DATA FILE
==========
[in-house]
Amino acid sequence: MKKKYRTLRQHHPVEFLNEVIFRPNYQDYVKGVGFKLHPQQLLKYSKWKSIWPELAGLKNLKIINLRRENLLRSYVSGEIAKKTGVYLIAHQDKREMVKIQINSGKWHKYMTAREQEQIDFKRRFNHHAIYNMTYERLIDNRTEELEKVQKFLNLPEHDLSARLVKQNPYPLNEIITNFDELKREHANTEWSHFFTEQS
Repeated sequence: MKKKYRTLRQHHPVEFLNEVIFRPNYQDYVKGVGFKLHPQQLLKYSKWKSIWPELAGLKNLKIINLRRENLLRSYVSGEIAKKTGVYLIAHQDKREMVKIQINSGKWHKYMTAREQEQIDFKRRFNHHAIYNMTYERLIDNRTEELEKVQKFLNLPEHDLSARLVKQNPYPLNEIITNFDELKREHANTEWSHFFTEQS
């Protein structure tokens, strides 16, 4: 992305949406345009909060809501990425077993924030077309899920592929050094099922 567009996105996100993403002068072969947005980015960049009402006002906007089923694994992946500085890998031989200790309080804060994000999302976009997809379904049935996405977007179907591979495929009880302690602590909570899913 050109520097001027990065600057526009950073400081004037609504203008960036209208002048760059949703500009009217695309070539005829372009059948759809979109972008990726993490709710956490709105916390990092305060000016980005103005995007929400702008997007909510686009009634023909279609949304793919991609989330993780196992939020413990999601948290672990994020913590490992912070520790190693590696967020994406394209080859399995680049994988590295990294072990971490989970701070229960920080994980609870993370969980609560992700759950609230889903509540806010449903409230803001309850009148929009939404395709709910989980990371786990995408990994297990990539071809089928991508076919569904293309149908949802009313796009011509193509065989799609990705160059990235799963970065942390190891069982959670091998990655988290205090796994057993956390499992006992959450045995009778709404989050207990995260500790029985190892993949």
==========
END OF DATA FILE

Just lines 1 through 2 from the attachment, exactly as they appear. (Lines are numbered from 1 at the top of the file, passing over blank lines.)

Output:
[in-house]
Amino acid sequence: MKKKYRTLRQHHPVEFLNEVIFRPNYQDYVKGVGFKLHPQQLLKYSKWKSIWPELAGLKNLKIINLRRENLLRSYVSGEIAKKTGVYLIAHQDKREMVKIQINSGKWHKYMTAREQEQIDFKRRFNHHAIYNMTYERLIDNRTEELEKVQKFLNLPEHDLSARLVKQNPYPLNEIITNFDELKREHANTEWSHFFTEQS